Mr. Matthieu Bellon, Ms. Era Dabla-Norris, Salma Khalid, Juan Carlos Paliza, Jillie Chang, and Pilar Villena
Our study uses administrative data on firm-to-firm transactions and quasi- experimental variation in the rollout of electronic invoicing reforms in Peru to study the diffusion of e-invoicing through firm networks and its effect on tax compliance. We find that voluntary e-invoicing adoption is higher amongst firms with partners who are mandated to adopt e-invoicing, implying positive technology adoption spillovers. Spillovers are stronger from downstream partners and from export-oriented firms. Firms are less likely to continue transacting with a partner who has been mandated into e-invoicing, with the effect only partially reversed if both firms adopt e-invoicing, suggesting that network segmentation may occur. Smaller firms who transact with partners mandated into e-invoicing report 11 percent more sales and pay 17 more VAT in the year that their partner is mandated to adopt e-invoicing, suggesting positive spillovers in tax compliance behavior for this subset of firms.
Ms. Dora Benedek, Juan Carlos Benitez, and Charles Vellutini
Personal Income Tax (PIT) is one of the key sources of revenues in Advanced Economies (AEs) but plays a much more limited role in Low-Income Developing Countries (LIDCs) and Emerging Market Economies (EMEs), both in terms of revenue and redistributive impact. Notwithstanding, this paper shows that LIDCs and EMEs increased their PIT-to-GDP revenue by 110 and 48 percent, respectively, during the 1990-2019 period, a marked improvement in the PIT revenue performance. We find that this rise was driven primarily by economic developments and to a lesser extent by changes in the design of PIT systems. We also find that LIDCs that improved their tax-to-GDP ratios relied on a broader set of tax instruments and not exclusively on the PIT, suggesting that a successful revenue mobilization strategy of developing countries requires a comprehensive approach covering a wider range of taxes. Finally, using a newly assembled dataset of PIT characteristics of 157 countries over the 2006-2018 period, we estimate a novel redistribution index of the PIT in LIDCs. We show that the contribution of the PIT to inequality reductions has been significant.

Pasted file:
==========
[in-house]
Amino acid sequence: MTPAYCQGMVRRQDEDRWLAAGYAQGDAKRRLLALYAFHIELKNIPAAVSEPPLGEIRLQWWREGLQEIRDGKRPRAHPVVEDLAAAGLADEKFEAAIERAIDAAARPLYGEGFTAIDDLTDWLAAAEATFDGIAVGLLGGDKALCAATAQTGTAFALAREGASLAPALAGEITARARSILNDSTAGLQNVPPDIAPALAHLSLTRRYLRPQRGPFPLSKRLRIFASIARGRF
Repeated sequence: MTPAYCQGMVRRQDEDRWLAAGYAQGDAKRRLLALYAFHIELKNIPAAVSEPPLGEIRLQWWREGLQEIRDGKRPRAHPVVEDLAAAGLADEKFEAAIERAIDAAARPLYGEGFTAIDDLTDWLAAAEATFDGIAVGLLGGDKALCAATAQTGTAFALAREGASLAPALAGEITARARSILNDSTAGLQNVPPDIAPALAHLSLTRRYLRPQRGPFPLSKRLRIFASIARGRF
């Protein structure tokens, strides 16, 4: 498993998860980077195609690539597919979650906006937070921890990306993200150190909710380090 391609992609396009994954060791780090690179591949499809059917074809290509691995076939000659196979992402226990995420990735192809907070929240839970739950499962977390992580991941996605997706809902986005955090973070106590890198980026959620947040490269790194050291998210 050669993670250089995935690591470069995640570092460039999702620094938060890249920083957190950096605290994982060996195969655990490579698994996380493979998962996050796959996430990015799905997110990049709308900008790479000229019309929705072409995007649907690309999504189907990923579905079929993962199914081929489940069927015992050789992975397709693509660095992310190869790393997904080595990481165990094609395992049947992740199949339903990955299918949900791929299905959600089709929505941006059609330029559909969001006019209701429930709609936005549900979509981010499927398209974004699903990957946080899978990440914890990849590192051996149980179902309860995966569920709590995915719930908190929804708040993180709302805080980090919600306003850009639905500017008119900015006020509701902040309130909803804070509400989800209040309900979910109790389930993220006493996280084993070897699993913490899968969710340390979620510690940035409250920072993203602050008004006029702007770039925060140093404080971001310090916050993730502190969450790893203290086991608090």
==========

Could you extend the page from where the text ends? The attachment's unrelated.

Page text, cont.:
Mr. Santiago Acosta Ormaechea, Samuel Pienknagura, and Carlo Pizzinelli
This study provides an overview of tax structures in LAC before the COVID-19 pandemic, compares it to OECD countries, and provides recommendations for growth-friendly and inclusive tax policy reforms. LAC countries collect significantly lower tax revenue relative to OECD countries and have tax structures that rely excessively on corporate-income taxes (CIT) while personal-income taxes (PIT) remain largely underutilized. LAC countries could strengthen their PIT to mobilize revenue and improve progressivity by addressing critical design flaws. Possible adverse growth effects could be mitigated by providing incentives to labor force participation and formalization (e.g., through earned-income tax credits). The ongoing global corporate income tax reforms present a great opportunity to reassess thoroughly the CIT in LAC. Specifically, reforms would need to focus on aligning CIT statutory rates with those of other regions—when assessed to be relatively high—to attract investment and alleviate profit shifting, and on broadening the corporate tax base. Value-added taxes (VAT) could be improved by tackling exemptions and reduced rates. Furthermore, while estimates of additional revenue from levying the VAT on the digital economy appear modest, taxing this sector as others in the economy is critical to avoid further tax base erosion.